Batman v Superman is a movie that has director Zack Snyder trying hard to marry two worlds – a world that is inhabited with DC Comics characters and another world, enamored with Marvel Comics characters, that has already been shown how an extended Cinematic Universe should look, and indeed looks, like. So you have Warner Bros. and Zack Snyder teaming up to cobble together a DC Comics alternative universe and to pit one superhero against another just in time, before Paramount and Marvel steal their thunder with their own interpretation of a similar scenario – only they are trying a little too hard.
That is the problem plaguing the movie for the better part of its run-time – trying hard to quickly establish things or rather, to make you believe things, without having much to show for it. For example, you must believe Batman is fed up with Superman’s God-like reverence from the masses, because Zack Snyder shows a single scene of Batman getting miffed at the newspaper headlines. You must tell yourself the world is on the brink of yet another catastrophe because the characters are saying something on those lines, looking into, perhaps, a crystal ball that is never shown. You must convince yourself that Batman and Superman are in a conflict of war-like proportions – and, since they never showed a real buildup – simply because the movie title says so. You are asked to take huge leaps of faith and logic, because Zack Snyder wants you to never be sure about what really is happening up until the big reveal, which, after it arrives, is deliberately drowned in noise and chaos so Snyder can stretch the aura of mystification half an hour longer. On the way, you never know the reason behind why Superman would suddenly turn up in the middle of Batman’s daily business and let him know he let him off out of mercy. You never know how Lois Lane knows that the spear that she threw away held the key to annihilating the newest monster in Metropolis.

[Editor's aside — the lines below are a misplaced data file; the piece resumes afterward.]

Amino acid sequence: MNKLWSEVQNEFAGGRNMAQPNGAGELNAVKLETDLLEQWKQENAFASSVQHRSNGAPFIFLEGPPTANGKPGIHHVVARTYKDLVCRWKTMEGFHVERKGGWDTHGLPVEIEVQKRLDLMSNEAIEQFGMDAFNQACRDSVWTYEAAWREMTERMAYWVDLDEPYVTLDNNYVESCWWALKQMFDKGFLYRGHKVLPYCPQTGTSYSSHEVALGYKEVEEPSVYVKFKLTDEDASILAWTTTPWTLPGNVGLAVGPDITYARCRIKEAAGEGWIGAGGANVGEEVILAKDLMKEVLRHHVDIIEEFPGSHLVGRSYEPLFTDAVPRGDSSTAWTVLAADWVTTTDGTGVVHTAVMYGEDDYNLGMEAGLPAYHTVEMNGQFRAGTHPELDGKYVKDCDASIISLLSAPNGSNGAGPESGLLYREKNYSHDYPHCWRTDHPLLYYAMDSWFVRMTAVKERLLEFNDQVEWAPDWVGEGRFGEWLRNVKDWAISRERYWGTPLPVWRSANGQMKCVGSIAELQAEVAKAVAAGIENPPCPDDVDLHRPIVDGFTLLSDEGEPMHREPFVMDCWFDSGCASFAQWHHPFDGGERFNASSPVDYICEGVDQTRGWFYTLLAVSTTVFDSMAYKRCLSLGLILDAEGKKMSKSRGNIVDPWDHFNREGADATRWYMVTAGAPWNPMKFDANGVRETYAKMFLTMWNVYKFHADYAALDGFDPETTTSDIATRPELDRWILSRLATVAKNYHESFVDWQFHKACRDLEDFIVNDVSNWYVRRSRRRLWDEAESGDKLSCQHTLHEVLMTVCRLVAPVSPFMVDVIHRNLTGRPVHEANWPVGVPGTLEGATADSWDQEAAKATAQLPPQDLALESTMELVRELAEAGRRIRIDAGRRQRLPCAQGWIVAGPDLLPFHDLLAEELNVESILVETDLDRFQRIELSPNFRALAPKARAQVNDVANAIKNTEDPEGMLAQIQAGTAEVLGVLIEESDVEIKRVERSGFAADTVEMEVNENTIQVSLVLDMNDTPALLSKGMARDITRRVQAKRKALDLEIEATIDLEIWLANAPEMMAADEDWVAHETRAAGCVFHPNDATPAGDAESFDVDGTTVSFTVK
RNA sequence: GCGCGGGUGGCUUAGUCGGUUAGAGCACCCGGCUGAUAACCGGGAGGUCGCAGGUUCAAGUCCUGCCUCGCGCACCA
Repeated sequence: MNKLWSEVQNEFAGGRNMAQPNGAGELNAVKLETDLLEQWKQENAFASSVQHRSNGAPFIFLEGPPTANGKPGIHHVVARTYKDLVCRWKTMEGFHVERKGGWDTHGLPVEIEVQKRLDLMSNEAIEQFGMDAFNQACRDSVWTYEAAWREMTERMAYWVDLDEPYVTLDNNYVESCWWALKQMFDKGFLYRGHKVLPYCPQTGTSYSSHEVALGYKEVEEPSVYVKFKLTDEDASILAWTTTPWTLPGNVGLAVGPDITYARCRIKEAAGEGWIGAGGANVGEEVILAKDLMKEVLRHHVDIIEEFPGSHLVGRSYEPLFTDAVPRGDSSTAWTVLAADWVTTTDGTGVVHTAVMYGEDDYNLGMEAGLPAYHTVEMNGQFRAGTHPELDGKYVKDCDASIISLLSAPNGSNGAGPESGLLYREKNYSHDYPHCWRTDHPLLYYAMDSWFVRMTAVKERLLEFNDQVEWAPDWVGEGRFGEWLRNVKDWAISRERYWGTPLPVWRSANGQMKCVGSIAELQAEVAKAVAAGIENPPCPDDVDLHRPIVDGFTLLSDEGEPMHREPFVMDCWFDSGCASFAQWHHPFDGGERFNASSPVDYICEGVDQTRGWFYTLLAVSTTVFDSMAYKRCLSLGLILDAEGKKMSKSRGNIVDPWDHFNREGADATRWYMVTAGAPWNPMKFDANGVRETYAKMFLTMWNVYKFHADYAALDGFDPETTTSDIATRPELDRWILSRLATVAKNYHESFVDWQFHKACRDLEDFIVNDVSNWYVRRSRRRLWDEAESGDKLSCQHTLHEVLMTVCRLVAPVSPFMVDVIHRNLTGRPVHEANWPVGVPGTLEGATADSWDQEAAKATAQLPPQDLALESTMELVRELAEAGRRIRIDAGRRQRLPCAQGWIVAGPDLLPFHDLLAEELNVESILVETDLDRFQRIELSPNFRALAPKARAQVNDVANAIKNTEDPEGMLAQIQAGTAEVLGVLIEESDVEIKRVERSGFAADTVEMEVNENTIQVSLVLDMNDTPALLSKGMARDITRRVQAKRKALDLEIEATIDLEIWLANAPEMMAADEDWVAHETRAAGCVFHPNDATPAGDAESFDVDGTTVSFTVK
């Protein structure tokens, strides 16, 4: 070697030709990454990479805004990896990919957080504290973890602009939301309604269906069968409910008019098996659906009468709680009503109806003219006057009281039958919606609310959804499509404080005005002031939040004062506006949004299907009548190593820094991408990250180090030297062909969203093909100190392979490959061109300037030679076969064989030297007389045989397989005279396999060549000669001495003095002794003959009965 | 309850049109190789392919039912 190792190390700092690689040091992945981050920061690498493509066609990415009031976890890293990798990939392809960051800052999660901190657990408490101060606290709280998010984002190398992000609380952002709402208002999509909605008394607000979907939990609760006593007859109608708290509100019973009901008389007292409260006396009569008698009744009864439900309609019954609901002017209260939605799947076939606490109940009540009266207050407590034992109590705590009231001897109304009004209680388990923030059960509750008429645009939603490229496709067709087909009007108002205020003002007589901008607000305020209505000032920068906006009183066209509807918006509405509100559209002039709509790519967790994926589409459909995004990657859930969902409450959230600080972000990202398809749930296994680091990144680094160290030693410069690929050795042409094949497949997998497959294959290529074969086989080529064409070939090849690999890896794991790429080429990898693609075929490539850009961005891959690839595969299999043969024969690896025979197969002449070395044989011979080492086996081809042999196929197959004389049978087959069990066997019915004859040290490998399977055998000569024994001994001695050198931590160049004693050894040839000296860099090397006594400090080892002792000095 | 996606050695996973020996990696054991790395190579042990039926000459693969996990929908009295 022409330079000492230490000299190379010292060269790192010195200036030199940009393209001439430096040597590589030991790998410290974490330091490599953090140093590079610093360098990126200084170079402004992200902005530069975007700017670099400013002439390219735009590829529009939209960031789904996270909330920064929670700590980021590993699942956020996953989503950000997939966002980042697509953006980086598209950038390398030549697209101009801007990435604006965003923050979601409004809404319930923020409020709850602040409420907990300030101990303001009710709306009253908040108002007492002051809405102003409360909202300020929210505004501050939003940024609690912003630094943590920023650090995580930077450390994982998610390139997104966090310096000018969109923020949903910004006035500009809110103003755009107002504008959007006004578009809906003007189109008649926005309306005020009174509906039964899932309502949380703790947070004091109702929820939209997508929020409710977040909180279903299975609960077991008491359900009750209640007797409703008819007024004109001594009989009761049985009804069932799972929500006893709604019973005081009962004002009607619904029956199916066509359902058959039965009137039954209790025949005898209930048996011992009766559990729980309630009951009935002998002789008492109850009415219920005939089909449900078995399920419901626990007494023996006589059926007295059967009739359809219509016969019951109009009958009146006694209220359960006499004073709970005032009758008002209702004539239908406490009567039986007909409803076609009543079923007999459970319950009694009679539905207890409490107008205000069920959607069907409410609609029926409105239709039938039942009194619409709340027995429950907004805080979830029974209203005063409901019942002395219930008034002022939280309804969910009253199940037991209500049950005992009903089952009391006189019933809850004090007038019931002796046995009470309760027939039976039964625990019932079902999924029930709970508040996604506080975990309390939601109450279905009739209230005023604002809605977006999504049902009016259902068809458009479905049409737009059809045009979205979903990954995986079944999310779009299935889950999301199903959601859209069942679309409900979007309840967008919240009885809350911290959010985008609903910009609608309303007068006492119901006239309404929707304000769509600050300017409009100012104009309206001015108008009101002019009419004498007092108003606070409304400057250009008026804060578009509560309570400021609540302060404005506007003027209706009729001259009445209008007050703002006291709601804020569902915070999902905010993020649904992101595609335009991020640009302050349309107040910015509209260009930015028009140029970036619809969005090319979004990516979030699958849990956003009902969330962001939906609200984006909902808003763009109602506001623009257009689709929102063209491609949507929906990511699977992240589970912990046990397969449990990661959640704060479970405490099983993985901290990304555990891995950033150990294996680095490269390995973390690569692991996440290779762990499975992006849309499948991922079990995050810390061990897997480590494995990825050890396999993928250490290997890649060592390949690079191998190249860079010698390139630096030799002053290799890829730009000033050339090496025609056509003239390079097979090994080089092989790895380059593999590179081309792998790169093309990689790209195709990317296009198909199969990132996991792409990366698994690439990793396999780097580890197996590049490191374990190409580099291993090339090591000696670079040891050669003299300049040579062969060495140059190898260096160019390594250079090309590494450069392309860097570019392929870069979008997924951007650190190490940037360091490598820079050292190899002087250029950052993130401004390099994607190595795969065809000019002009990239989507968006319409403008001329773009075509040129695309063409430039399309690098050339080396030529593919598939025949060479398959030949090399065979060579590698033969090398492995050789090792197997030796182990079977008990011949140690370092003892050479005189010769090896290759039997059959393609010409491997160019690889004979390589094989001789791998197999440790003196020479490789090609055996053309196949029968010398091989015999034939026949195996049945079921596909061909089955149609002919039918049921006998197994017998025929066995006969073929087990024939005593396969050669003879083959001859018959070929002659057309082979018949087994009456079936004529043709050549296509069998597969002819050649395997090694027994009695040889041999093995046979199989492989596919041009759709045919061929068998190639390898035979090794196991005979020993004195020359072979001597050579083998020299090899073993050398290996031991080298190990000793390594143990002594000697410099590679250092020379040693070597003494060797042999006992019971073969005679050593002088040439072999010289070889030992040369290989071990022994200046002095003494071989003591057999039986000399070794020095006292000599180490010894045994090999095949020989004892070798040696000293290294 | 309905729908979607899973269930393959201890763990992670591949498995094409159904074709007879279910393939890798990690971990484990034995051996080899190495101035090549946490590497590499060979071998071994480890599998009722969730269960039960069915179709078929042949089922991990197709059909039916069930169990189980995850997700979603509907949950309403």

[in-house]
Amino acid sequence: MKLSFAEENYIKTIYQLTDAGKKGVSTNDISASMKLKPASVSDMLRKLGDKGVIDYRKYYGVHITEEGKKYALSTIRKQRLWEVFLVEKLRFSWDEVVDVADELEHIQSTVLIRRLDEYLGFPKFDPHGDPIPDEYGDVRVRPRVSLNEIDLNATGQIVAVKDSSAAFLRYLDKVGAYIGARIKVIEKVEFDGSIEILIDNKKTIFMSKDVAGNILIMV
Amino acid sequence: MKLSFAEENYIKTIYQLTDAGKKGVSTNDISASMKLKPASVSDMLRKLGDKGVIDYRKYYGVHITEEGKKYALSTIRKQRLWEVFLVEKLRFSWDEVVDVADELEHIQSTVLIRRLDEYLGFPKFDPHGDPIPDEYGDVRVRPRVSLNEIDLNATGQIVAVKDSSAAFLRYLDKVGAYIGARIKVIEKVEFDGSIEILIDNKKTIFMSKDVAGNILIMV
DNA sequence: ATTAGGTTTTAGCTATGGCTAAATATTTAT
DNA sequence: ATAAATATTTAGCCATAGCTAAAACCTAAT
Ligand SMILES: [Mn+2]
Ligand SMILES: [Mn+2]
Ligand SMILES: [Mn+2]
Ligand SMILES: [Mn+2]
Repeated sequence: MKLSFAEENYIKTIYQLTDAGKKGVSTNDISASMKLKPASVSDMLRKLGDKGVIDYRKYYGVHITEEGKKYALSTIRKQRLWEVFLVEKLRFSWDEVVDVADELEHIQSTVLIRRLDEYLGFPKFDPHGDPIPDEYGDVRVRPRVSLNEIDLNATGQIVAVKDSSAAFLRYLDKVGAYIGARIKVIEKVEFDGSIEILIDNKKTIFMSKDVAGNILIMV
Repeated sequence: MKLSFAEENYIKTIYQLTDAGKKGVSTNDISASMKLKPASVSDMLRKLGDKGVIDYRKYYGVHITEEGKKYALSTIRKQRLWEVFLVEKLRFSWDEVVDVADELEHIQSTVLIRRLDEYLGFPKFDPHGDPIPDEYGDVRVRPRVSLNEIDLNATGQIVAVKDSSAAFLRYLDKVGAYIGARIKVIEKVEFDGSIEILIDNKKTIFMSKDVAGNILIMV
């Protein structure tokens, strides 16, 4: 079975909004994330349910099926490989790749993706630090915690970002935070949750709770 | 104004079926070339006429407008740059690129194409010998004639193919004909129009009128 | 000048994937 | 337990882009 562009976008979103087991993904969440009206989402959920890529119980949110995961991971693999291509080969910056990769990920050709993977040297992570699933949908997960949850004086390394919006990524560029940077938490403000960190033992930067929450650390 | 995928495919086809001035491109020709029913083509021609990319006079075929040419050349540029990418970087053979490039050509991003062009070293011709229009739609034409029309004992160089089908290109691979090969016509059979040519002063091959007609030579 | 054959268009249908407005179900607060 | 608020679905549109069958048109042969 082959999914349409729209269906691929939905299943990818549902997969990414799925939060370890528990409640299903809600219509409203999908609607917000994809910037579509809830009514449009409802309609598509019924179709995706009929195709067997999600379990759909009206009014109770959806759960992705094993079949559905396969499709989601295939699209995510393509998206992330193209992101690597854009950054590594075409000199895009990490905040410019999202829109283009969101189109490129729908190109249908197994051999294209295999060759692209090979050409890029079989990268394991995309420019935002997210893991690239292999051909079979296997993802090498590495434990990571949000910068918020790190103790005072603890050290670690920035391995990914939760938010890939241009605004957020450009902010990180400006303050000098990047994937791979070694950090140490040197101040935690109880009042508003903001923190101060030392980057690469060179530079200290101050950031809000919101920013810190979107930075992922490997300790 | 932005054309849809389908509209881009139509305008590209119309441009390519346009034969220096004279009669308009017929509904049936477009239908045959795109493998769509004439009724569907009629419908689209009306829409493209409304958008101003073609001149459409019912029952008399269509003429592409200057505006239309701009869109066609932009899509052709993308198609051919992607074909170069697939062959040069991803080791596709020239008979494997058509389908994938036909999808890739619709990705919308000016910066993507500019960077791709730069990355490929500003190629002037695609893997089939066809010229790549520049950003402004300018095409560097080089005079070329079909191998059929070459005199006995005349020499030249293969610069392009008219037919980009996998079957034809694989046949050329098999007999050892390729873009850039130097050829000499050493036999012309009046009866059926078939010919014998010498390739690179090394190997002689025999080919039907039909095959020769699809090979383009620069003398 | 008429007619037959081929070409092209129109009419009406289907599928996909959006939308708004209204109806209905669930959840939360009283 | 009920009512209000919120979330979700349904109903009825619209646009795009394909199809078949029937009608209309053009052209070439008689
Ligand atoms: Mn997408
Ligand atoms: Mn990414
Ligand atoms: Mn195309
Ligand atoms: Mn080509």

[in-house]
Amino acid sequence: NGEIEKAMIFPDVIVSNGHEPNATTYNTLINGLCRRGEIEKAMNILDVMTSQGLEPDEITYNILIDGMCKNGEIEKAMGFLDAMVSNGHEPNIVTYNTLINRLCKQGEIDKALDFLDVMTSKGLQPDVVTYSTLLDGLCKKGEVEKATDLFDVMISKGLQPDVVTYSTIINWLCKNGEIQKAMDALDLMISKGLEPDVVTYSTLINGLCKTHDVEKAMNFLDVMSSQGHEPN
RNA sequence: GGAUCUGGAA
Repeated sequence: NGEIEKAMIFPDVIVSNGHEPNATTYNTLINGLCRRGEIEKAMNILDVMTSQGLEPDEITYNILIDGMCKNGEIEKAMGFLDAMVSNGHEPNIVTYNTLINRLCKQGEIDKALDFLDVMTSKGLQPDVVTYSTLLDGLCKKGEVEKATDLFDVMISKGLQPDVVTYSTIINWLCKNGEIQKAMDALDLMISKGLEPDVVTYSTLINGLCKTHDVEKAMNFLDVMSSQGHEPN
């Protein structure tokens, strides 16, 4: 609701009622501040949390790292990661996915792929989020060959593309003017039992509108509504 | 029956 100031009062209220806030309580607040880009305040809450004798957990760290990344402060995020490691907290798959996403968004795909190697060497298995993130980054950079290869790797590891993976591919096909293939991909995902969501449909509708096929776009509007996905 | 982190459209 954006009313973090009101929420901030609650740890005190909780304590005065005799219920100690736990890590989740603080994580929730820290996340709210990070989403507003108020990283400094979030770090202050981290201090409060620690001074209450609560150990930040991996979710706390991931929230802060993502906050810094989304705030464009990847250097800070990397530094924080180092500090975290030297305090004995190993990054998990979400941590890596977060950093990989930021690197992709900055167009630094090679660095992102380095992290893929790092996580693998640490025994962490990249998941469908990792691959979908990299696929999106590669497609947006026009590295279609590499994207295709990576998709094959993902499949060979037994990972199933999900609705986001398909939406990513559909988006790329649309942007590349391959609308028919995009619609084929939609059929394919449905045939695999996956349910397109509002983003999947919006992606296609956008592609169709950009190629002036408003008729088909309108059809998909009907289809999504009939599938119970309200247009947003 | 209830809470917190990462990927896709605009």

Add to that the mix and match of the different universes that Zack Snyder is attempting. Despite having made it amply clear ahead of the movie’s release that his universe was different to that of Nolan’s, he still imbues his universe with a forced darkness that evokes the ambience of Nolan’s, while also borrowing for his Batman, traits, most notably, the dead-pan, from the pre-Christian Bale incarnations. The problem with this forced grimness is that it draws itself to unnecessary comparisons with Nolan’s creation – and fails miserably at it because the bar has been set so high by both Nolan and Bale – while simultaneously flying in the face of the slightly upbeat mood of the same universe portrayed in Man of Steel. And if the intention was to show a Superman in deep conflict, a sign of the times he is living in, then it is back to the initial problem – you must believe without being made to spontaneously believe, that Superman is in turmoil.
The movie is hobbled by poor direction and banal dialogue, if not by tunnel vision and hammy or wooden acting. Visual effects are run-of-the-mill, and Ben Affleck is just OK as Batman – he is no Bale after all. Jesse Eisenberg goes over-the-top and strangely strikes you as a white version of Shah Rukh Khan in virtually every movie of his (ever). Amy Adams, Henry Cavill, and Gal Gadot, in that order, try to hold on to dear life in a floundering ship. Jeremy Irons’ cocky, wise-crack Englishman Alfred is an apology of a replacement for Michael Caine’s fatherly, sympathetic portrayal. But not all is hopeless though, since the best moments are reserved for the last half-hour, that is, after Wonder Woman appears and joins forces with the other two, when the movie begins to become bearable. From there on, it is uphill for the movie – reaching its zenith in the very last shot – but by then you wonder if it was an uptick two hours too late.